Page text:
It only makes sense that if, for example, the cases caused by the Omicron variant were to drop and lockdown and road restrictions were to be lifted, then people would be much more willing to travel and spend in things like groceries or their wants- increasing the flow of money in our economy and turning it, well, healthier.

Easing Mobility Restrictions

On top of this, the continued vaccination of Filipinos has allowed the economy to slowly reopen, which in return boosted consumer and business confidence. Based on the statistics given by the Department of Health, over 42 million Filipinos have received their complete dose of the COVID-19 vaccine while over 55 million have received at least the first dose as of December 14.

Higher Real Wages

In recent years, the Philippine economy has made amazing strides in delivering inclusive economic growth. This just means that the elites are no longer the only ones who experience the growth of the economy, so does everyone else at all socio-economic levels. This fact is evidenced by two things: the declining poverty rates and the falling Gini coefficient. On top of that, unemployment has reached historically low rates, but underemployment remains high, near the 18-20 percent decade-long average.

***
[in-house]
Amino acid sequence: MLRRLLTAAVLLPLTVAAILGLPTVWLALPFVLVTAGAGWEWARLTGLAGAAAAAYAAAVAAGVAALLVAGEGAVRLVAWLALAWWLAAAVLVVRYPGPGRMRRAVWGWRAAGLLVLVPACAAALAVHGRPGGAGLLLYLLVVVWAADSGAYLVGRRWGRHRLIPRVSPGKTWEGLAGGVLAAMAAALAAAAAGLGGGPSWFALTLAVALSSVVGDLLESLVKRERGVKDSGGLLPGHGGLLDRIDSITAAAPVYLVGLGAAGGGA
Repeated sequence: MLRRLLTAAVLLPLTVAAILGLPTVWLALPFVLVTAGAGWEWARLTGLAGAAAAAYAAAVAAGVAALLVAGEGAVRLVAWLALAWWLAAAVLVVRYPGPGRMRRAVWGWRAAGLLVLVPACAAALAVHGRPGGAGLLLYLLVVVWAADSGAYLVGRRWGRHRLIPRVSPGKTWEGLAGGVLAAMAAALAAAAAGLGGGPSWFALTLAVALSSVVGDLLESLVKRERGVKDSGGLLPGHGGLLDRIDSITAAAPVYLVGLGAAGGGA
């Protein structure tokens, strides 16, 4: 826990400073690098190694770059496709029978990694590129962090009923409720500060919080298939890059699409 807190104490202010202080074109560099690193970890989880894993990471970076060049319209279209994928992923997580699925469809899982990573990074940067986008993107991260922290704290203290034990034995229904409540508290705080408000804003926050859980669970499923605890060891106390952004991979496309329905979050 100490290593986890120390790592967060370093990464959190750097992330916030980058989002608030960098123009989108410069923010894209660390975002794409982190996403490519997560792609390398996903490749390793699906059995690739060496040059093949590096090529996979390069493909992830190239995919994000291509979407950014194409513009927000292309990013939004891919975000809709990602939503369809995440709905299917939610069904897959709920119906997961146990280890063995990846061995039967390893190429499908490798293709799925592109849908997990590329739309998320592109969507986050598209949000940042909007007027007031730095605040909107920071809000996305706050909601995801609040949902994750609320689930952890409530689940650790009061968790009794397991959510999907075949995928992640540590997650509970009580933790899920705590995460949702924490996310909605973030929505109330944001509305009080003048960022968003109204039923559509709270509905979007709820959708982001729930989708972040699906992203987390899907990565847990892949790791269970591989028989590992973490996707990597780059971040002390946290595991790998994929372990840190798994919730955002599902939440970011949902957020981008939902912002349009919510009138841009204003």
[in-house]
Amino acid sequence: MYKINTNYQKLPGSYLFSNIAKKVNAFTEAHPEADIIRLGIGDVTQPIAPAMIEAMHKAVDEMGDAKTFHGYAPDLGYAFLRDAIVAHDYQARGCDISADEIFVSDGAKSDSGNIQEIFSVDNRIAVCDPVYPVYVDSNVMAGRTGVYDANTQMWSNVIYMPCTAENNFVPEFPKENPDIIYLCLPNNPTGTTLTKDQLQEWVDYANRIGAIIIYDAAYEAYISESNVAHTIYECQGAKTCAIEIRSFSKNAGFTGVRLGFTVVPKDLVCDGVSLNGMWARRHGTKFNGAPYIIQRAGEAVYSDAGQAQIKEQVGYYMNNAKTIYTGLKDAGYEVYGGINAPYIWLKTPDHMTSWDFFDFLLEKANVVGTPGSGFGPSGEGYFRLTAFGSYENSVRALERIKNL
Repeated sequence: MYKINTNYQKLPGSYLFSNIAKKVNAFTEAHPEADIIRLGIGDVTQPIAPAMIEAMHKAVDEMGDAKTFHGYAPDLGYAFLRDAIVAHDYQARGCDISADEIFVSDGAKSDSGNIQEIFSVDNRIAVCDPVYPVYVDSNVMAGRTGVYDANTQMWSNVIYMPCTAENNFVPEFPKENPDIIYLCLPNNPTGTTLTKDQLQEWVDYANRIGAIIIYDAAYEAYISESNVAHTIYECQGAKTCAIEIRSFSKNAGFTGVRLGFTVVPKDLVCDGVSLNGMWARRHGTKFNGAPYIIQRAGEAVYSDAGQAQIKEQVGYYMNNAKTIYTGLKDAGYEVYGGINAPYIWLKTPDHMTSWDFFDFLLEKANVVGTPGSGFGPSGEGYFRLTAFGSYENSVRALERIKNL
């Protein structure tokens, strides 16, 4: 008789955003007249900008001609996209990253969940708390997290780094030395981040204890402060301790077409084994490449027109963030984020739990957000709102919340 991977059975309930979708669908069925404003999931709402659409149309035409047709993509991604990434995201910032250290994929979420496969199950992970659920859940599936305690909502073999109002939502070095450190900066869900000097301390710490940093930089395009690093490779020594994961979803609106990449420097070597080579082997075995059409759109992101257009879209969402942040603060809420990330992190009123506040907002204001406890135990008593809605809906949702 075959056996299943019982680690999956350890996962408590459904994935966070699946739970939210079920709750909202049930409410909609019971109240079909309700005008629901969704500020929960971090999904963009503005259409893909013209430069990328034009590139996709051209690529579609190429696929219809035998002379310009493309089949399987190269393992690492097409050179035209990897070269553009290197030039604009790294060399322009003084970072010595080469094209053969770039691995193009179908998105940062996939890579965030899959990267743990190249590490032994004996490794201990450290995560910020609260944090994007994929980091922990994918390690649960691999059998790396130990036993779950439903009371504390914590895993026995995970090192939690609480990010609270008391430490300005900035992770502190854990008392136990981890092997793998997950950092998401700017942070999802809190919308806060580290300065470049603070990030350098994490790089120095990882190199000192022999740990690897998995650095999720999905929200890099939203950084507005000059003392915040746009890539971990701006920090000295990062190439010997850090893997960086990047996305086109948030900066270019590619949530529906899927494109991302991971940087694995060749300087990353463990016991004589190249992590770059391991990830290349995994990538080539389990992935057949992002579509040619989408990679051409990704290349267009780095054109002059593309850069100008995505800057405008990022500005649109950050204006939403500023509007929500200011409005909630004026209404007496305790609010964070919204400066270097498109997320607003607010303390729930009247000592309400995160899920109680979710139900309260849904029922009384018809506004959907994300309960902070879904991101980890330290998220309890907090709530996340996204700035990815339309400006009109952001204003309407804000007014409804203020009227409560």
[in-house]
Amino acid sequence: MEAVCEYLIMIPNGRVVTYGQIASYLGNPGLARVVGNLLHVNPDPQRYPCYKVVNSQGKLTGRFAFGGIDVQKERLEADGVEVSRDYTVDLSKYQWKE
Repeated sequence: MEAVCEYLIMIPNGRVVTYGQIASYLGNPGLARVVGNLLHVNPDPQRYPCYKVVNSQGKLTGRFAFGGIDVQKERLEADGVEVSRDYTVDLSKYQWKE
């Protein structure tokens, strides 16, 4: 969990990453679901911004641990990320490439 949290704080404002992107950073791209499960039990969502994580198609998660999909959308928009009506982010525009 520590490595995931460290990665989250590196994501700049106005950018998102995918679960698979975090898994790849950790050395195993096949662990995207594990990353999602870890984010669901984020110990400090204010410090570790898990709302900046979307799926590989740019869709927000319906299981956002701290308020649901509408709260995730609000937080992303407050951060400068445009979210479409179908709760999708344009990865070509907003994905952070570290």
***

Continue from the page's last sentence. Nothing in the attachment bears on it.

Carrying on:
The headline inflation in the Philippines continued to exhibit a slower pace as it eased further to an understandable 4.2 percent in November 2021 from 4.6 percent in October 2021. Many people talk about inflation and the effect it has on the overall economy, they fail to realize that inflation impacts their daily lives the most.

Inflation is often referred to as the “worst tax” because its effects go unnoticed by people and are unreflected on financial statements. You may not think about it every time you’re at the store but think of it this way: if inflation goes up 7% every year, then your Php100 bill this year will go up to Php200 within the next decade.

That’s why it’s important for households and investors to understand the causes and effects of inflation as well as implement proper plans to ensure that they maintain their purchasing power.

One way to hedge your investments against inflation is to make sure that you invest your money in different industries, especially real estate. Crown Asia, a prime home developer in the Philippines, offers land and homes in areas that continue to experience urbanization. As demand for housing in urban areas increases, so do the prices – and what better way to take advantage of this than being a homeowner yourself?

Long-Term Stocks For Valuation

Overall, 2022 seems to be another positive year for the Philippine economy, albeit the growth rate was cut down a little due to Omicron. Other than that, there is some business in industries expected to either make a boom this year or remain relatively safe investments in the long run.

Long Term Stocks For Valuation

SM Investments Corporation